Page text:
The city empowers five lakh youngsters with a purchasing power of over Rs 12,000 crores. The stakeholders are better placed today to handle the pressure from the sort of consumption this entails. M N Vidyashankar, the State’s IT Secretary, shares his visions for the sector that drives the city’s economy, in a chat with B S Manu Rao

What are the fundamentals this city has to offer for the IT sector to get them to set up shop here?
Bangalore has an ideal ecosystem, particularly for the knowledge sector to thrive. A strong base of R&D institutions set up by the government and private sectors, a large pool of highly skilled human resources, cosmopolitan culture, salubrious climate and last but not the least, an industry-friendly policy of the State Government. Added to this, an early lead taken by Bangalore in the IT sector, existence of a large number of MNCs, including the Fortune 500 companies, and the low cost of operations, are added attractions.

Increasingly infrastructure is cropping up as a major issue to promote the city? What are the priorities before you today?
There is a misconception regarding the word infrastructure. Infrastructure covers virtually all factors such as water, power, connectivity, space etc. It is not the infrastructure that is the issue. It is networking of roads, condition of roads and the traffic congestion which have become the issues. A growing city which never anticipated phenomenal growth in a short span of time does face such issues. Bangalore, which is placing over Rs 12,000 crores (in salaries - per annum) of purchasing power in the hands of five lakh youngsters, is an economically-prosperous city. When you place such purchasing power in the hands of the youth, they will certainly spend on automobiles, real estate, entertainment etc. The civic stakeholders are better-placed today to handle such pressures. Issues such as zonal planning, higher FAR and TDR etc, coupled with systematic regulation and control of traffic, are being dealt with effectively.

Do you see more IT pockets emerging around the city to accommodate more IT firms?
Government has realised the need for promoting towns and semi-urban centres around Bangalore. The Government proposes to set up five integrated townships in Bidadi, Ramanagara, Sathanur, Solur and Nandagudi. The first such integrated township coming up at Bidadi would be known as Knowledge City and dedicated to the IT and BT sectors. These subcentres would emerge as alternative knowledge hubs thereby reducing the growing pressure on Bangalore City and help in de-congesting the biggest urban agglomerate in the State.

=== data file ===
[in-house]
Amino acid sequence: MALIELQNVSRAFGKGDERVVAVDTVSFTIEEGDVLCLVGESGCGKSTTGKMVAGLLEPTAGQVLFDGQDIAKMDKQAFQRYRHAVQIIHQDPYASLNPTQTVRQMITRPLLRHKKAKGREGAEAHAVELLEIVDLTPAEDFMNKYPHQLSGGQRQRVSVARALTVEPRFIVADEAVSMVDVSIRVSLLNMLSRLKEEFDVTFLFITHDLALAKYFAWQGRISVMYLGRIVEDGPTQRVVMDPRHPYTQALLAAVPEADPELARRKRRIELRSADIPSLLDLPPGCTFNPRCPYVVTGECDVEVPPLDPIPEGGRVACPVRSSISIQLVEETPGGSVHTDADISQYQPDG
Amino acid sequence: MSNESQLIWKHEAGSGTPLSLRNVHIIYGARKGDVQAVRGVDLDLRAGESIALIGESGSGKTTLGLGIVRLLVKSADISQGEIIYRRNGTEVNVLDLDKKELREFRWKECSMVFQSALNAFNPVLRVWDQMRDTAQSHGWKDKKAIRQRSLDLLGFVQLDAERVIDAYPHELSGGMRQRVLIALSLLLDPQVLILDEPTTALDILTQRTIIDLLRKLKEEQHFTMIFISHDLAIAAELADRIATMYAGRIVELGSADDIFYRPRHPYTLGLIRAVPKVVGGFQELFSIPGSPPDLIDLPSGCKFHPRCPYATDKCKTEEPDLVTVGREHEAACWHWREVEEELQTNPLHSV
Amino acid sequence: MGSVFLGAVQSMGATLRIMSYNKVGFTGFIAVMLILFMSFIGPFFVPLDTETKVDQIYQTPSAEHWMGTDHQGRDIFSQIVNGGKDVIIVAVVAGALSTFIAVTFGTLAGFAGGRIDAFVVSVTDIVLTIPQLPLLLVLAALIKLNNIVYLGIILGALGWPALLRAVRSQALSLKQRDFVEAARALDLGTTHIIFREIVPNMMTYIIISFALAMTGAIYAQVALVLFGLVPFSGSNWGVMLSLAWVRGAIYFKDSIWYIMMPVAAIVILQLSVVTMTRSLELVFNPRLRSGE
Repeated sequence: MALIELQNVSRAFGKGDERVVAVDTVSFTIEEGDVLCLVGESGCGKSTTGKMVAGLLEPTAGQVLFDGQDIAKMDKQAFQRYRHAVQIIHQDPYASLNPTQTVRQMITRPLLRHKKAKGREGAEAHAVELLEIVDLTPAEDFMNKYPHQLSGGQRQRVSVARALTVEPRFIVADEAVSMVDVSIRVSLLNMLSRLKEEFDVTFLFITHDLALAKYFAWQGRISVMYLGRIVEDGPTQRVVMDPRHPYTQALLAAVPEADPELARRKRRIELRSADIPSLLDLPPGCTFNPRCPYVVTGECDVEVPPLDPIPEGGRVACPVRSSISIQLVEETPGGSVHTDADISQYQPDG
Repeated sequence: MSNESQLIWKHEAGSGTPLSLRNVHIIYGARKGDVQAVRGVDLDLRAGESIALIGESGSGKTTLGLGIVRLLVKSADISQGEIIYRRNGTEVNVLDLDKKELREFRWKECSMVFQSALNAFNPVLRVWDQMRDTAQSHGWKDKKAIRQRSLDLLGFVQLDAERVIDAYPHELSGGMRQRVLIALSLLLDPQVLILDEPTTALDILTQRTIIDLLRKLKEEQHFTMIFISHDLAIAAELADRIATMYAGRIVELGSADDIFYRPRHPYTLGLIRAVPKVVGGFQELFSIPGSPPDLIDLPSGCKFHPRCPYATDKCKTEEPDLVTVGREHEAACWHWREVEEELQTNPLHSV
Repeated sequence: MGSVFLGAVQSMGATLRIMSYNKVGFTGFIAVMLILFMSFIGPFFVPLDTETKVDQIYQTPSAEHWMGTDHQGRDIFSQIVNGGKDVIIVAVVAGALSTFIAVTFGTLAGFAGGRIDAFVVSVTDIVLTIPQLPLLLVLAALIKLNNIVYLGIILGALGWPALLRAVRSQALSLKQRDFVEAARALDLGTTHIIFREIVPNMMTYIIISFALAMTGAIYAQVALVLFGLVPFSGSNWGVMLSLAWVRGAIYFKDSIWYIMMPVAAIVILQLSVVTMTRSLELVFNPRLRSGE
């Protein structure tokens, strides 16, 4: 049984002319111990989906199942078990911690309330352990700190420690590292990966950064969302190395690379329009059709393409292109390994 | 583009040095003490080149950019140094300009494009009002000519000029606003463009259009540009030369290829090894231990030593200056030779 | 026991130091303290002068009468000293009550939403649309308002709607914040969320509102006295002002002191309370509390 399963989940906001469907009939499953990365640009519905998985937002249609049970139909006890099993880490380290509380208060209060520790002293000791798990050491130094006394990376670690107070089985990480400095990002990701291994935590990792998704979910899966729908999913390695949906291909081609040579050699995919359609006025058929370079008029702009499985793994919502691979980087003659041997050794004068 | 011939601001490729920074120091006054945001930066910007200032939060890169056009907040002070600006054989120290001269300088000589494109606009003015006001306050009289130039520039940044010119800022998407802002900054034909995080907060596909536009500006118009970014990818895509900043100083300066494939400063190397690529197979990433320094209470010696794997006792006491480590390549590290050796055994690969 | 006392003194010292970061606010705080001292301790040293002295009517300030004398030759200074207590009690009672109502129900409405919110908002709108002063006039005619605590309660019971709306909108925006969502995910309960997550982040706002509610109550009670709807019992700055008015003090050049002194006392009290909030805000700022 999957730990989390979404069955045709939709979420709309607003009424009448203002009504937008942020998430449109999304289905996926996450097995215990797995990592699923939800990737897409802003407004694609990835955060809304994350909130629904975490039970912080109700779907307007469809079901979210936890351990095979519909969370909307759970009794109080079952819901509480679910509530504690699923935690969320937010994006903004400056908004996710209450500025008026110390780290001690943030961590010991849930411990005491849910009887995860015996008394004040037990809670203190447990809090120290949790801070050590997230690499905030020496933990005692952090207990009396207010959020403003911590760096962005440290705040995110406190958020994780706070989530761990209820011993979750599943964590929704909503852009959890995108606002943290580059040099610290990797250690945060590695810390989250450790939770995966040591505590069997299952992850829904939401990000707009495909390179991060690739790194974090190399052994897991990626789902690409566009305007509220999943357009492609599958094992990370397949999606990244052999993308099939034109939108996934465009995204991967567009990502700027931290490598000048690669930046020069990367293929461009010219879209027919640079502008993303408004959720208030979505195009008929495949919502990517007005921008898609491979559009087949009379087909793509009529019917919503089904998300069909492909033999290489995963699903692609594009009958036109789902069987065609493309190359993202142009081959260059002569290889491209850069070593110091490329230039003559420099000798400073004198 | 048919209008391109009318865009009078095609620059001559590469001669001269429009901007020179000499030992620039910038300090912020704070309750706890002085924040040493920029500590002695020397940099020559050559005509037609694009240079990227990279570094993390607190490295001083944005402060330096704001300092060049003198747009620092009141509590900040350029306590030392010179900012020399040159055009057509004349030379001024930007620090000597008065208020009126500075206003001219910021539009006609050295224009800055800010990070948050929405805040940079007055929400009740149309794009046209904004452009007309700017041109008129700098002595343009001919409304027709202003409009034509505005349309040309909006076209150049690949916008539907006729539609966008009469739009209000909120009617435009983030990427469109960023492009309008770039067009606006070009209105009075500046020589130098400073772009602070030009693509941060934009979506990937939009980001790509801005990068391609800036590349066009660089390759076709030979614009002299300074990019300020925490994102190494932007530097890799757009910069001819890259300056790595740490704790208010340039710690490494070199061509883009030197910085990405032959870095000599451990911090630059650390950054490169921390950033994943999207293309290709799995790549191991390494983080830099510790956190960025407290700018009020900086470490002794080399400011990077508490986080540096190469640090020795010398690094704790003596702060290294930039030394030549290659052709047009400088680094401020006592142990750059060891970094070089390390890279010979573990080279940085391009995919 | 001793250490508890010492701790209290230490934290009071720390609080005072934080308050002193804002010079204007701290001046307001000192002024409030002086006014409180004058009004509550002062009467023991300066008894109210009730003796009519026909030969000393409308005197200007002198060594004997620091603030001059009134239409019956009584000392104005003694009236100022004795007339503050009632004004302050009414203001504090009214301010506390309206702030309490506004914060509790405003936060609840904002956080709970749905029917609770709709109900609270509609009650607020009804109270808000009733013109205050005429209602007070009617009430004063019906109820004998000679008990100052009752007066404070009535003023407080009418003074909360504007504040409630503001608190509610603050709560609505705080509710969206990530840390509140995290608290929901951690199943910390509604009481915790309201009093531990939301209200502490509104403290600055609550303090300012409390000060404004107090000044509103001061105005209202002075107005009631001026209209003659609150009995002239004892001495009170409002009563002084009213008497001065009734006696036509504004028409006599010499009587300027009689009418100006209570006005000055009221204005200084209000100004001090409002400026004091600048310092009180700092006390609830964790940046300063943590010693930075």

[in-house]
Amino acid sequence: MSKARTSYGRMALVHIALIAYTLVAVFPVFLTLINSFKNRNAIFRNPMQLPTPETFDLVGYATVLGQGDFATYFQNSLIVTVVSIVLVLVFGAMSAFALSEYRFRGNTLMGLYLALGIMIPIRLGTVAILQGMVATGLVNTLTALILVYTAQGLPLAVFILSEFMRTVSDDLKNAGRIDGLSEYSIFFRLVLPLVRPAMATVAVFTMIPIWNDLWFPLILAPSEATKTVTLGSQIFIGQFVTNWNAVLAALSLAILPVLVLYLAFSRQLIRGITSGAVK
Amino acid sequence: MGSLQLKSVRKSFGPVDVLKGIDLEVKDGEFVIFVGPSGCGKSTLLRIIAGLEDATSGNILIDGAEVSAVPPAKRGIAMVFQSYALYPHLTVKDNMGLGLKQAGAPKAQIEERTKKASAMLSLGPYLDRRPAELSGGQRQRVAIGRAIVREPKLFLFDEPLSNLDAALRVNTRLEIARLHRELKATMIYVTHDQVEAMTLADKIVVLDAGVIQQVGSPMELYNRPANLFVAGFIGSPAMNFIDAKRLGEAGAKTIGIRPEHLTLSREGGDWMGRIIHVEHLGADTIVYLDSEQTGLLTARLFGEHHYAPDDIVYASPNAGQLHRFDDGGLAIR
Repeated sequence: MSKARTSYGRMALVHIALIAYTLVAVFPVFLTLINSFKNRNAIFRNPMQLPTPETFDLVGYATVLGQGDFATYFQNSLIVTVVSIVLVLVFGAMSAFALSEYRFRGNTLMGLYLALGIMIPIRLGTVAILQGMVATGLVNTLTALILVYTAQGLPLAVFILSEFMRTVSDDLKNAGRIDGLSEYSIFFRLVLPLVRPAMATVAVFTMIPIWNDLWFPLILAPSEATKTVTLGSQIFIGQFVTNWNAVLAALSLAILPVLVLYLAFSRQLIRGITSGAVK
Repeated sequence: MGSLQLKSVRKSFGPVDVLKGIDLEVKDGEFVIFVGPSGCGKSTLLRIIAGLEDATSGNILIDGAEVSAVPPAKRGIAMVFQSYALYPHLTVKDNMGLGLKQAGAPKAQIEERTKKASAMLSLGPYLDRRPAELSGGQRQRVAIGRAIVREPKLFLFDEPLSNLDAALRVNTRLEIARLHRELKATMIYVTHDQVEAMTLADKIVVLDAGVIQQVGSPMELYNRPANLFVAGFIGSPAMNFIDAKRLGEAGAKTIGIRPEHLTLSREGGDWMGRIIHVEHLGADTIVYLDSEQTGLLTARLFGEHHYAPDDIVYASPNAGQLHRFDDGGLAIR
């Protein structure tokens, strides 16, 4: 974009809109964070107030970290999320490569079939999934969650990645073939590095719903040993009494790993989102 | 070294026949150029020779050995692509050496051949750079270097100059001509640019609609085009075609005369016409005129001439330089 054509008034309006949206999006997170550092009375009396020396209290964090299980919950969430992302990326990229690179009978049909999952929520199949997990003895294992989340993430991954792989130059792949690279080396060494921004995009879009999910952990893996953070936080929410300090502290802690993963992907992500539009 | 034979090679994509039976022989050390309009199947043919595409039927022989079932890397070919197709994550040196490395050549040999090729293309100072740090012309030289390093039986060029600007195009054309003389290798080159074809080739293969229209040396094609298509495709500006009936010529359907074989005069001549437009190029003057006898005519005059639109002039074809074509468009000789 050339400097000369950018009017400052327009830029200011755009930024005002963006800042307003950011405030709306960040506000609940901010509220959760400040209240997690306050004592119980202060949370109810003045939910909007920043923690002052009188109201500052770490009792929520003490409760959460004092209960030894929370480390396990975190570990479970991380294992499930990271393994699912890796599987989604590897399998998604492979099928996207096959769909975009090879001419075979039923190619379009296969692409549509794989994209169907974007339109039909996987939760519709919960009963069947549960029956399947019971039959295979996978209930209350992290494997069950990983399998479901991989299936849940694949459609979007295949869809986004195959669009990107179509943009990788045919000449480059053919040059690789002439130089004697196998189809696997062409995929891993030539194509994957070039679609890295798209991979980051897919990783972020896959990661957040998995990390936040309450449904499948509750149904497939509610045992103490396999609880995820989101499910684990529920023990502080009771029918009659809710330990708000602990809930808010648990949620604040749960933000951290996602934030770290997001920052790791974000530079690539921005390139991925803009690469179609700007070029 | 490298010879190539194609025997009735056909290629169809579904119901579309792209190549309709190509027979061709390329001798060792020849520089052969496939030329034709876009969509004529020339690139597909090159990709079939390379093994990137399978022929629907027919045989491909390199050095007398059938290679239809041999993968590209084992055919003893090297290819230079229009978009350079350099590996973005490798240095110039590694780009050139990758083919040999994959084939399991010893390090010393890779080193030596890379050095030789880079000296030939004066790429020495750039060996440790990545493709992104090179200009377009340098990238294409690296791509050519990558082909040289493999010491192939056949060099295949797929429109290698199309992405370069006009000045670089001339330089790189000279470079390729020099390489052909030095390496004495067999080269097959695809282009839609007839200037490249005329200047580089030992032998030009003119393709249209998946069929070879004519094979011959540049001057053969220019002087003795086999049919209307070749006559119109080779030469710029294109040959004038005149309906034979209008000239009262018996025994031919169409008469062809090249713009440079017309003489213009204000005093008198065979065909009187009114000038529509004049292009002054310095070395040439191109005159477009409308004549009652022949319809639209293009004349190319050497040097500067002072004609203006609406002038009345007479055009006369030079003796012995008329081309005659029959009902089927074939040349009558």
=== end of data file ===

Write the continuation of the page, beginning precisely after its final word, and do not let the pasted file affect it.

What does it take to turn Bangalore into an IT nerve centre in the region?
Bangalore is already on the global map and has become an important technology hub in the Asian sub-continent. The city is an IT nerve centre and earned the sobriquet Silicon Valley of Asia. While the city has already earned name and fame in IT and BT sectors, we are now proposing to make it a nerve centre in nanotechnology also. We are hosting an international convention on nanotechnology at Bangalore on December 6-7. Prof. C N R Rao, the leading nanotechnologist in the country, is the driving force behind the event.

What sort of policy measures can the sector expect from the State Government through your department?
The Department of IT, BT and Science and Technology works with a foresight. Our policies and initiatives are proactive. We believe in technology that serves the needs of society. We are perhaps the only State in the country to have an efficient electronic delivery of citizen services system in place. We are on the road to providing Internet connectivity to the people on the move, through Wi-max technology which has a wide reach. We have anticipated the future needs of the IT sector and have therefore worked up plans in association with the authorities concerned. We are the first State in the country to realise the need for providing employable skills to young graduates and have therefore adopted the concept of IT finishing schools. The Government of India and other States have appreciated this initiative which is aimed at manpower development.

Do you see a larger role for the State's IT Department in the development and growth of this city as an IT hub? What would be your thrust areas?
The IT Department has played a proactive role and is industry-friendly. The Department acts as a catalyst and facilitator for the IT industry. On all issues concerning the IT sector, including road networks, up-gradation and expansion of roads, traffic management, road connectivity etc, the IT Department has played a very supportive role. When such issues were raised by the industry, it is the IT Department which took up their cause with the Government. Our thrust areas are to see that the IT sector gets a congenial, friendly and enabling environment for doing business. We have also taken initiatives for manpower development and our interaction with the industry and academia on this issue has benefited both.

Source: dated 10/08/07